Secretary of State John Kerry’s accusation that Vladimir Putin is violating international law by sending Russian troops into Crimea flies in the face of reason. Ukraine’s president was democratically elected, and the neo-Nazis attacked the country. As for invasions, the United States is guilty of this multiple times, including Afghanistan and Iraq a little more than a decade ago. This invasion ended up killing hundreds of thousands of Iraqis and left their country a bitterly divided mess. Currently the Obama administration is blowing up people in other nations though the use of drones.

Since World War II, the list of countries where the United States have overthrown democratically-elected leaders includes Mossadegh in Iran in 1953, Arbenz in Guatemala in 1954, Allende in Chile in 1973, Aristide in Haiti twice, Chavez in Venezuela briefly in 2002, Zelaya in Honduras in 2009, Morsi in Egypt in 2013, and now Yanukovych in Ukraine in 2014. Nicolas Maduro of Venezuela is getting nervous in case the U.S. turns its effort for “democracy” on him. And now the right-wing in the U.S. wants this nation to toss out another democratically-elected leader. 

United States agents have indulged in murder and torture, and the government has a history of training and working with fascists, dictators, drug lords, and terrorists in places including Afghanistan, Albania, Argentina, Brazil, Cambodia, Chile, China, Colombia, Cuba, El Salvador, France, Ghana, Greece, Guatemala, Haiti, Honduras, Indonesia, Iran, Israel, Iraq, Korea, Laos, Libya, Mexico, Myanmar, Nicaragua, Pakistan, Saudi Arabia, Turkey, Panama, The Philippines, Syria, Uruguay, Yugoslavia, and Zaire. And that’s just since 1944. It’s hard for the United States to take the high ground with Russia when one considers the country’s history.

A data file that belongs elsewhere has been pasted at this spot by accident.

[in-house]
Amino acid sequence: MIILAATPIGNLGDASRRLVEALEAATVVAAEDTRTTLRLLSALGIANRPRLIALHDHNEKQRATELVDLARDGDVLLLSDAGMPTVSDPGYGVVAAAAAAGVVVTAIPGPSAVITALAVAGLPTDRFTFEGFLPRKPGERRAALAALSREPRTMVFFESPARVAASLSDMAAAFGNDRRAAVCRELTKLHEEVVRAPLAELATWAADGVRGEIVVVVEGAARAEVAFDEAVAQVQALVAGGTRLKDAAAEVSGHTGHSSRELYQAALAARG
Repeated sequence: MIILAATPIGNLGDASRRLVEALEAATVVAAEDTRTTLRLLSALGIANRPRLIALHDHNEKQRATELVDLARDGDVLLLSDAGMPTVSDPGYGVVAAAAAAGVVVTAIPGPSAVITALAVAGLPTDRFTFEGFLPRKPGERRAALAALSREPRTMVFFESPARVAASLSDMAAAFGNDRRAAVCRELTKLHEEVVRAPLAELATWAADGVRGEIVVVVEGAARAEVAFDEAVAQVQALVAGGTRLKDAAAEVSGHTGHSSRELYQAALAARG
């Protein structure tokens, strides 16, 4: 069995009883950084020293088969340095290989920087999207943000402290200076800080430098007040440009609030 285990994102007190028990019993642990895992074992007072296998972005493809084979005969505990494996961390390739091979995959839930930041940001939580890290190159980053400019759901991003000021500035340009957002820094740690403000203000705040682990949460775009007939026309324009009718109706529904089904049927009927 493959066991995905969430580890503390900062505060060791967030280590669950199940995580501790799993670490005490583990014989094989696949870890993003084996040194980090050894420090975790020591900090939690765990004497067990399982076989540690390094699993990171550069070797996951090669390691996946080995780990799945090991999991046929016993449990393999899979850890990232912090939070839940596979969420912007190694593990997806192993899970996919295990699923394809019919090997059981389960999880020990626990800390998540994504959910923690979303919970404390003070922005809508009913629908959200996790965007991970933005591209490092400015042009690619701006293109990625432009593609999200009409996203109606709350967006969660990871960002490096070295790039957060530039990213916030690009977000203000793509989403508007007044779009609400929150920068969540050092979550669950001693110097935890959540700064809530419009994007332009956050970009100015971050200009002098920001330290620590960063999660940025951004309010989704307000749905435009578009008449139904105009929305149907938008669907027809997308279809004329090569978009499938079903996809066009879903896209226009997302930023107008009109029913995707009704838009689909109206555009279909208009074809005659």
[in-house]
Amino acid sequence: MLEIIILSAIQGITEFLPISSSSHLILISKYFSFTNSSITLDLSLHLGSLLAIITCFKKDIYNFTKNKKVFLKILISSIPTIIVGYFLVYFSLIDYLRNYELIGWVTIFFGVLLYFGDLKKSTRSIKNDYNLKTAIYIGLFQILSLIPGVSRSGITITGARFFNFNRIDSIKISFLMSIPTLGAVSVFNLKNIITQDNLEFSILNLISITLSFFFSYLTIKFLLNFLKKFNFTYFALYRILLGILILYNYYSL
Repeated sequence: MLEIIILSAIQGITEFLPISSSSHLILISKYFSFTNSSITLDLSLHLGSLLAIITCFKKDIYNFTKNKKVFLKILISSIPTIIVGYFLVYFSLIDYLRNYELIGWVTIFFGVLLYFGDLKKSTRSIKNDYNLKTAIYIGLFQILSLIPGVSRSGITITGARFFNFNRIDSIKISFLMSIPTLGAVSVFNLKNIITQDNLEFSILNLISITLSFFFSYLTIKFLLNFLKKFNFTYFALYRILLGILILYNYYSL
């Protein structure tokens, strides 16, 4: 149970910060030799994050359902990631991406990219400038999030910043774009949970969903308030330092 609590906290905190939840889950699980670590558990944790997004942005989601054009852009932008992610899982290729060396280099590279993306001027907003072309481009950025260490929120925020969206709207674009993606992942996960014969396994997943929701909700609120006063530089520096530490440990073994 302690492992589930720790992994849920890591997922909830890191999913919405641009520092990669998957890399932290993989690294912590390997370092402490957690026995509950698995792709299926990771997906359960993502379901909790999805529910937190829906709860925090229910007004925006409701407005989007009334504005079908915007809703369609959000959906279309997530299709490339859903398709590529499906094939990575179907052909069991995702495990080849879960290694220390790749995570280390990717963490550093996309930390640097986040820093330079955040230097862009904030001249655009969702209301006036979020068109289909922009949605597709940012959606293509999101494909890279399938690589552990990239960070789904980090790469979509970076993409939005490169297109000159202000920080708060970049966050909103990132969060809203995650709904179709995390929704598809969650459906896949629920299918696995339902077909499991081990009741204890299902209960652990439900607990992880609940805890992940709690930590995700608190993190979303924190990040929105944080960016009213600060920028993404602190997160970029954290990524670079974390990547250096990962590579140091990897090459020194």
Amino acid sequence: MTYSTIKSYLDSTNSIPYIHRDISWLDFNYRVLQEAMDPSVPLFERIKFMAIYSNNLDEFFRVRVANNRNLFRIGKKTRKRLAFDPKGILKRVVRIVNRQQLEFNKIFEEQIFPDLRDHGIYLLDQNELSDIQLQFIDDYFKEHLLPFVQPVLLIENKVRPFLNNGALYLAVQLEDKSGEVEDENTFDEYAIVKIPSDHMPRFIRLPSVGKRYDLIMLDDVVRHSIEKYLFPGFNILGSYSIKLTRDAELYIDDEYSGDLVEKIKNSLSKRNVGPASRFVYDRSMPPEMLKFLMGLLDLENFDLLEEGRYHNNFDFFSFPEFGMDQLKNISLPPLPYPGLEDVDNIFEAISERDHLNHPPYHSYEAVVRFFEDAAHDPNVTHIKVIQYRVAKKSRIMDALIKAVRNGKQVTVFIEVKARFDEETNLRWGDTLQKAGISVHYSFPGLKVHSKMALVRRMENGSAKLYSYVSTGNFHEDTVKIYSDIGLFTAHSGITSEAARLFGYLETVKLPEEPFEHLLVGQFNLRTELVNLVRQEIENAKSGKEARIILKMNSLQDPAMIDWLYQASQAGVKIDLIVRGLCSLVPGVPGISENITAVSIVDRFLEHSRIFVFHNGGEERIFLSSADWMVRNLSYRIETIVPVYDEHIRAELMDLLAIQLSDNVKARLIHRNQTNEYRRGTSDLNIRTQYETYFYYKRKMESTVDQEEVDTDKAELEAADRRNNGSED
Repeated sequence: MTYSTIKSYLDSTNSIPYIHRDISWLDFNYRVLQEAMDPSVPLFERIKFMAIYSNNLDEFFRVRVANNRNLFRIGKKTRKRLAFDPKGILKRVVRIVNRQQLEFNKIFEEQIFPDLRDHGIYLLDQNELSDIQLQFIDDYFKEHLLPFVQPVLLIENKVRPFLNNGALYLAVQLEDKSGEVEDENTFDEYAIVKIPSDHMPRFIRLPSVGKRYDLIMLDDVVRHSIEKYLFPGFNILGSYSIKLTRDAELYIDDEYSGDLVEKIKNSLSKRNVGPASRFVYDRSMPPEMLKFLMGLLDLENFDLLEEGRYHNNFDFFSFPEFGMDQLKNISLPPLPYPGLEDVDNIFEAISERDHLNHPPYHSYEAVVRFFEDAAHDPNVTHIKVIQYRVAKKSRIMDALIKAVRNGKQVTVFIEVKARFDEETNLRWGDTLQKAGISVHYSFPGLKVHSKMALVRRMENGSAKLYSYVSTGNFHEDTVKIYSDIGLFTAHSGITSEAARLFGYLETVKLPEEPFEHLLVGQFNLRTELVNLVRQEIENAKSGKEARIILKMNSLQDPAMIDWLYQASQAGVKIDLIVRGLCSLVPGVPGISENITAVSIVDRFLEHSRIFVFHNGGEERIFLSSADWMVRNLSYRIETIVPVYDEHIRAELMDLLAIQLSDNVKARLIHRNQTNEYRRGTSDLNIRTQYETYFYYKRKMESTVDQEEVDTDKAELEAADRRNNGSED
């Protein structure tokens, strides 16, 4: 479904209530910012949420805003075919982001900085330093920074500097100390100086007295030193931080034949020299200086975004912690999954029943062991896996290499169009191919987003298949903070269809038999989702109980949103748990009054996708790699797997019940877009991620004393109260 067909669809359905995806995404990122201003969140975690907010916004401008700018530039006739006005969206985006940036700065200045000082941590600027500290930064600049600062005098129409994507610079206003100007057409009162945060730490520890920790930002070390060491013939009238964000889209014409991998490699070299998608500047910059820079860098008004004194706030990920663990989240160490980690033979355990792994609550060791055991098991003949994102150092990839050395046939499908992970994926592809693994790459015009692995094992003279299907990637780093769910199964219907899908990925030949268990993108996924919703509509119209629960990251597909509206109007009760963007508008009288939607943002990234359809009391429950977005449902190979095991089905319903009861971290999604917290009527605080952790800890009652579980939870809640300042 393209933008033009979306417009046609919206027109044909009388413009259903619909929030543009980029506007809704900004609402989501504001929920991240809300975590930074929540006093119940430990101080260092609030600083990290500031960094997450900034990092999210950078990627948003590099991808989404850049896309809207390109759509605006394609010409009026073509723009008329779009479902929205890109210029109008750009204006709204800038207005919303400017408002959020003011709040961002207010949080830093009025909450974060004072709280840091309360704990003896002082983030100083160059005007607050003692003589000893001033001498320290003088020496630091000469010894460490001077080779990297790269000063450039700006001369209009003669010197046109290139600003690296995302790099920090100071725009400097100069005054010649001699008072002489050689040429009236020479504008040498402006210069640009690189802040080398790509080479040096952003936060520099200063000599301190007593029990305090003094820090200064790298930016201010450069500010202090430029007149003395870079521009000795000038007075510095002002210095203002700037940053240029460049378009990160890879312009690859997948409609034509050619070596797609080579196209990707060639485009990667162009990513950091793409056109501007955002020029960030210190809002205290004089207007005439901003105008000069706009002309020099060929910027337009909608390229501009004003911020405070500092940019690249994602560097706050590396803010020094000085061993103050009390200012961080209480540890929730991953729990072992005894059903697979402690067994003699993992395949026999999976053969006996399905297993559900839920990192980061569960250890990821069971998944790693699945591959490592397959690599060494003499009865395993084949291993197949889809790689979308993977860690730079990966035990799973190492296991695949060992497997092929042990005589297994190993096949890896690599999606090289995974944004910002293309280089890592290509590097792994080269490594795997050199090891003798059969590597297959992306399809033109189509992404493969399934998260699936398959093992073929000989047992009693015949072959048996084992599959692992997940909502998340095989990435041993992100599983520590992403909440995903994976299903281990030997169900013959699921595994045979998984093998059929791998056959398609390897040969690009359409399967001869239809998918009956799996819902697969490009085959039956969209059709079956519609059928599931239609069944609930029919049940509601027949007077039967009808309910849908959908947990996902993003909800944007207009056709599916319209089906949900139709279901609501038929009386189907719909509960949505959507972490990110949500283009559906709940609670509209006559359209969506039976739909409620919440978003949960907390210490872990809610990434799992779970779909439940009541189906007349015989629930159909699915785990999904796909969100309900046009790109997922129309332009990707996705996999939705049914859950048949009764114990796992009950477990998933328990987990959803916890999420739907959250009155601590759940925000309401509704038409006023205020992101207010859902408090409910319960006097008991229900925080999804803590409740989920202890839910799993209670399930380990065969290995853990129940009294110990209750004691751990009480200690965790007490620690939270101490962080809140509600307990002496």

The United States employs a foreign policy, including with Ukraine, is follow-the-money. The Congress is buying into the philosophy. It is willingly sending money to a foreign country while refusing  to help desperate people within its own borders, and it providing big energy companies with everything they want. This investment will be paid back many-fold in the future with corporate campaign donations.

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2 Comments »

  1. The US is all over democracy–as long as the country’s subjects, excuse me, people– vote the way the US wants. If they don’t the US has no problem ‘correcting’ the mistake.

    The US is nothing but a bully whose schoolyard is the whole world. Disgusting.

    Like

    Comment by gkparker — March 13, 2014 @ 7:54 PM | Reply

  2. Thanks for explaining the complexities. Bottom line is always profits.

    Like

    Comment by Lee Lynch — March 13, 2014 @ 12:25 AM | Reply